Here's what Paul Azinger makes of Tiger Woods' lacklustre showing at the USPGA Championship and his back injury


Words: Robin Barwick

You never know what can happen in ‘Media Dining’ at the PGA Championship. While a barefoot Jason Day was busy extricating himself from the jungle by the second hole in the third round this afternoon, your correspondent was taking a late lunch with some American writers, and listening to a tale about Paul Azinger, and how he was so upset to lose the 1987 Open Championship to Nick Faldo at Muirfield, that the notoriously combative American was still too scarred to talk about it over 20 years later. Now that’s pain.

Readers of a certain vintage will remember that Azinger, playing in his first ever Open in 1987, held the lead after 36 and 54 holes, and clung onto a one-shot advantage over Faldo in the final round with two holes to play. Playing ahead of Azinger, Faldo parred all 18 holes that day to finish on 279, three under par for the tournament, before Azinger agonisingly dropped shots at both of the final holes to finish a shot adrift. Faldo was a major champion for the first time.

Writers in Media Dining came and left the table, and as Day showed brilliant perseverance to par Valhalla’s second hole, who should walk up to our table? Azinger, on a late lunch break himself from his broadcast duties with ESPN.

So is it true? Is it still too painful to talk about the 1987 Open?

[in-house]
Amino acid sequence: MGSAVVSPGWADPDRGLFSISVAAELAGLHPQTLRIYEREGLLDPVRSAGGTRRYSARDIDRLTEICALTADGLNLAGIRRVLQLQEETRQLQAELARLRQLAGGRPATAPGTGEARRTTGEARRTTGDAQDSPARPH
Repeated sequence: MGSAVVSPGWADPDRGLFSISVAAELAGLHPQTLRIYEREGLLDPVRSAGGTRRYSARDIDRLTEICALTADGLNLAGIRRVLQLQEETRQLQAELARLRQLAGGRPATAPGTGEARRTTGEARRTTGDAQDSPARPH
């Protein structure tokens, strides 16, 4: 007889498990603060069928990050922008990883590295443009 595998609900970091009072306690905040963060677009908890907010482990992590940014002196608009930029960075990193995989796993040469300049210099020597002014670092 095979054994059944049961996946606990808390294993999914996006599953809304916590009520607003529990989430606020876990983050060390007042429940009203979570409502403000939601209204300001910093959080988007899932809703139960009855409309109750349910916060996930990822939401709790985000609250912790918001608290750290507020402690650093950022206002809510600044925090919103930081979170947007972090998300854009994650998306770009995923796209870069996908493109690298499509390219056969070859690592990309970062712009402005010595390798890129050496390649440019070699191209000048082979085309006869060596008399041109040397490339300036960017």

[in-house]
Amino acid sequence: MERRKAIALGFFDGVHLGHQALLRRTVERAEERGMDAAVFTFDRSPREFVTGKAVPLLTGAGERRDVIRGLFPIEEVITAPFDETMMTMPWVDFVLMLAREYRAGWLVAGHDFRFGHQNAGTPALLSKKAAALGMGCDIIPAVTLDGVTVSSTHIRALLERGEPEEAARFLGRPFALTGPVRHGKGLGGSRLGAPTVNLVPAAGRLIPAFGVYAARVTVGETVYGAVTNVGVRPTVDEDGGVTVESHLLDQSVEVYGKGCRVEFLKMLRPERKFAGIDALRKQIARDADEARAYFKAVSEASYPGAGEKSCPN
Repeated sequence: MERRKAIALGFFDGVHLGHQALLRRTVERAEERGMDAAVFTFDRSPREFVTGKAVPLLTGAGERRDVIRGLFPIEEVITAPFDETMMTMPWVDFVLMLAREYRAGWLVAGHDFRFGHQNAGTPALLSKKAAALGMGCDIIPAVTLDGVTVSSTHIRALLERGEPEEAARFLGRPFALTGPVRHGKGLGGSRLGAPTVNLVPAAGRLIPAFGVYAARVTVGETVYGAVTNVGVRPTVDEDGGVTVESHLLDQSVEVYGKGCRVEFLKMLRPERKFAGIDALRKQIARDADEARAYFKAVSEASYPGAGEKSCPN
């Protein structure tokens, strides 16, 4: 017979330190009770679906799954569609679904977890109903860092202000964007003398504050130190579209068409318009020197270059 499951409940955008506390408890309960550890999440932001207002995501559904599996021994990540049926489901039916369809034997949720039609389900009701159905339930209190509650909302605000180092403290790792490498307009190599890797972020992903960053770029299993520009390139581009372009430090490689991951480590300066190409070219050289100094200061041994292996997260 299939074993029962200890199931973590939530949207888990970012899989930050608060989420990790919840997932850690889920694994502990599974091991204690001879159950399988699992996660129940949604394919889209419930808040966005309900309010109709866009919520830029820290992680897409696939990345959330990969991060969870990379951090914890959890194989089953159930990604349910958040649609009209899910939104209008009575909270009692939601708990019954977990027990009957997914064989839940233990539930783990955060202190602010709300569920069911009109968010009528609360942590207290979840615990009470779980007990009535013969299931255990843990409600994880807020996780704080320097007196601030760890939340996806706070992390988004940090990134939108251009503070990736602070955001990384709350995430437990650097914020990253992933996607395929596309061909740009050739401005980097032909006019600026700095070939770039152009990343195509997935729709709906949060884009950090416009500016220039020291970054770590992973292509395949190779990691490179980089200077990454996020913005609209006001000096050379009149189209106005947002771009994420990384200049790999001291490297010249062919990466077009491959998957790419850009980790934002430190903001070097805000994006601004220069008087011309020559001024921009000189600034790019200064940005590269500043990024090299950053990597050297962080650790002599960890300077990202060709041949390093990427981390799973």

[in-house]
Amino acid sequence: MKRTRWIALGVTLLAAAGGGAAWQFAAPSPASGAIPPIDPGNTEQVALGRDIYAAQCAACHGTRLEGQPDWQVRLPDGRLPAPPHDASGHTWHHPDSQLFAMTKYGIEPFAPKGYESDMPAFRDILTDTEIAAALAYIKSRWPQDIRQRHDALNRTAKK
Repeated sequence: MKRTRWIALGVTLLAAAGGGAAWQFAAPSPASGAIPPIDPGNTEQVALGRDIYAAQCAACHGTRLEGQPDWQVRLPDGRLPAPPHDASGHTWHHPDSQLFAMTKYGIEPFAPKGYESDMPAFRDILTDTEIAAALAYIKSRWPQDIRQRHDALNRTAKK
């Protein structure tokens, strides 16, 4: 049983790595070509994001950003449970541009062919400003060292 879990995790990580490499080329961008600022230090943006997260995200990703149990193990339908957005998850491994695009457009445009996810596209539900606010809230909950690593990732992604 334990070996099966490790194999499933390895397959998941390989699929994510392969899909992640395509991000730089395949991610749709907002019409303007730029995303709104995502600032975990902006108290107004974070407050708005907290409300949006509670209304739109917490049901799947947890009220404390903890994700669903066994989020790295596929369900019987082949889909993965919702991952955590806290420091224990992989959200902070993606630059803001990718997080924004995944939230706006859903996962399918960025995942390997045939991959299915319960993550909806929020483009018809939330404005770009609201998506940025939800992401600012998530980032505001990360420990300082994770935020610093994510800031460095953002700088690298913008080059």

“Well, I wouldn’t go that far,” starts Azinger, who went on to claim the 1993 PGA Championship at the Inverness Club in Ohio. “But it certainly hurt a lot and I can still feel the heartache. Put it this way, if someone kicked you in the balls really hard, you would still remember that pain years later wouldn’t you?”

This is what Azinger says on the matter of Tiger Woods, who missed the cut by five shots yesterday: “He has gone from the artist to the engineer. It is difficult to watch a Vincent Van Gogh paint by numbers. We want to see Tiger come back and get all of this stuff out of his head. The golf swing takes a second and a half. What is running through his head in a second and a half that has caused him to lose clubface and path awareness? Something different is happening in the strongest and greatest mind that golf has ever known, and he has got to fix it. It is not just physical.”

There wasn’t time to ask Azinger whether the 2008 Ryder Cup, at which his American team defeated Nick Faldo’s European team here at Valhalla, was sweet revenge for Muirfield 23 years before. It probably was, though, just a little.

Robin Barwick travelled to the PGA Championship courtesy of Mercedes-Benz. Mercedes-Benz is the official car of the PGA Championship